Breaking the Silence
July 26, 2013
Let me warn you at the outset: This week's column is all observation with no solution or conclusion. I'm just gonna make some trendspotting statements, throw out a few gross generalizations, and then get out of the way. DOES ANY OTHER COLUMNIST ADMIT THAT? I think not.
Anyway, there was a column on the BBC website the other day about the history of the telephone. No, wait, don't go, this will make sense in a moment, I promise. Anyway, in the column -- it's here, in case you have time to kill -- the columnist noted that offices have become "very quiet," remembering that the workplace used to be "filled with the sound of telephones and typewriters" and is now "almost silent." The reason, as you can guess, is technology. The air isn't buzzing with phones ringing and a hundred one-sided conversations going on. Nobody's talking.
But that's just part of the equation. We know that younger generations eschew telephone conversations, that they text and use social media in lieu of dialing and talking. The same, however, seems to be increasingly true for older folks, too. Phone conversations are fewer and farther between for everyone. People who still make calls seem more and more to be Luddites. Conversations take place online, not by voice. And you can go a whole day without a vocal interaction with anyone; there are days when, if not for my wife returning home from work, I wouldn't speak to anyone, nor would I hear anyone speak to me, not at the grocery (self checkout) or the bank (ATM) or anywhere. I wouldn't say a word out loud, and I'd hear no voice directed at me. The nature of human interaction has made a radical shift in only the last few years.
What does this mean for what we do for a living? See, I told you in the very beginning: no solution, gross generalization, that's it. Talk radio was, for many years, grounded in conversation -- we gave people a forum to speak out loud about whatever was going on. That conversation's in social media now. That's not to say that talk radio is dead because people aren't speaking to each other -- in fact, it might offer opportunity (and here, I'll point out that my definition of "talk radio" includes streaming and podcasting; the delivery system is beside the point unless you're a license holder). Companionship is a basic human desire (otherwise, loneliness wouldn't be such a problem for anyone). If people are not making phone calls, and they're not Skype-ing or FaceTiming, they still need to hear voices while tapping away on their keyboards at their otherwise silent cubicle. Hey, wait, I know where there are people talking....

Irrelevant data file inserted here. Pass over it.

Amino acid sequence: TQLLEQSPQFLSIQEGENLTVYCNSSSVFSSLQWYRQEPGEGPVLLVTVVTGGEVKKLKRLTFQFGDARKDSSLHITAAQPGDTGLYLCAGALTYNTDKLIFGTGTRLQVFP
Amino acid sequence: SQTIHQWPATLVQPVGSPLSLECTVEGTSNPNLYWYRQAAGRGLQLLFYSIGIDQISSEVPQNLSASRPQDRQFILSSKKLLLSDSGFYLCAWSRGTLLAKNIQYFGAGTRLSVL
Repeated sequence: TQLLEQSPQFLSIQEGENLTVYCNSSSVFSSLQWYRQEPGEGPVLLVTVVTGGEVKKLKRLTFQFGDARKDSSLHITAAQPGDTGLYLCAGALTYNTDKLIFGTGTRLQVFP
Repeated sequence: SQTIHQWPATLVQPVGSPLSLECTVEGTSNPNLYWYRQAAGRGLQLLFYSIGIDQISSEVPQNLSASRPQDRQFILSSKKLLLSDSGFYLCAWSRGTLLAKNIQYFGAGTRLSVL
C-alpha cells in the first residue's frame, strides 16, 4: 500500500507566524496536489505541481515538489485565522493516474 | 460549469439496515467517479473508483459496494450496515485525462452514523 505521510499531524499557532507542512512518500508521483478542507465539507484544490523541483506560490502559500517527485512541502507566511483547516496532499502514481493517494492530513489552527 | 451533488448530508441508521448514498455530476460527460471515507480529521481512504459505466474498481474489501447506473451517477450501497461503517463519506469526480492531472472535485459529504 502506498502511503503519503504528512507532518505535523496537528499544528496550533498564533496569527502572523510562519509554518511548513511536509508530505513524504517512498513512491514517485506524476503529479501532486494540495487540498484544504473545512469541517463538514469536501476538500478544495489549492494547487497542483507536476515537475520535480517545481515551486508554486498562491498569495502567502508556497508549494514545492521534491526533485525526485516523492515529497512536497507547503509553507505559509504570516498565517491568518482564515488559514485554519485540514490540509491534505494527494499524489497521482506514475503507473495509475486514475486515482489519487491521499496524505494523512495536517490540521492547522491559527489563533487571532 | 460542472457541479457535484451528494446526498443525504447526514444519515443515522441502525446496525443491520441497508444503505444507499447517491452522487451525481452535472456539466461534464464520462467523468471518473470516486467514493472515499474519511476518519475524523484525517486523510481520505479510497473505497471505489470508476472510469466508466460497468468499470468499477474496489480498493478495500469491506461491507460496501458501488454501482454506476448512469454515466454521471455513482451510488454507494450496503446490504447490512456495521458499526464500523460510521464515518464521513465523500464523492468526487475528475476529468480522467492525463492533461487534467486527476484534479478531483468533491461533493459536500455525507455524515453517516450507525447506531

But whether there's opportunity or not, this trend is hard to miss. And as the last of the diehard phone callers ages out of prime advertising demographics, it's a trend to keep in mind. The trick is to be the medium to break that silence.
Okay, so, where was I last week? All right, so, I was at Comic-Con and I had an overloaded schedule, limited internet access, and absolutely nothing radio-related about which to write. I could have given you a whole column about "Breaking Bad" or "Ender's Game" or "Doctor Who," but that's not the mission of this column (you can see the stuff I covered about that at the other site). But, somehow, albeit limited by time constraints, I managed to keep the material coming at All Access News-Talk-Sports' show prep column Talk Topics. Need something to talk about? See what's there by clicking here for the full column or going to Twitter at @talktopics, where you'll find every story linked to the appropriate item. News items, kicker stories, trend reports, sports, science, it's all there, and free, too. And read "10 Questions With..." Jim Villanucci, now at KXL/Portland after a long, successful run in Albuquerque; he has some interesting things to say about his past success and establishing himself in a new market.
Oh, and I did last week's edition of Larry Gifford and Deb Slater's fine Radio Stuff podcast, yammering about "Sharknado" or something. I don't remember. I do remember that I had to keep a little quiet because I was doing it from a hotel room in San Diego and I didn't want to disturb the neighbors. And I'd just driven two hours-plus and rushed up to the room and was a bit punchy from the experience. Those are my excuses. Anyway, the actual podcast is here or at iTunes, and there's an extra with the complete, unedited interview here, which has the frightening bonus of my picture (with my old glasses and usual nervous smirk) attached to it. Thanks to Larry and Deb for having me on.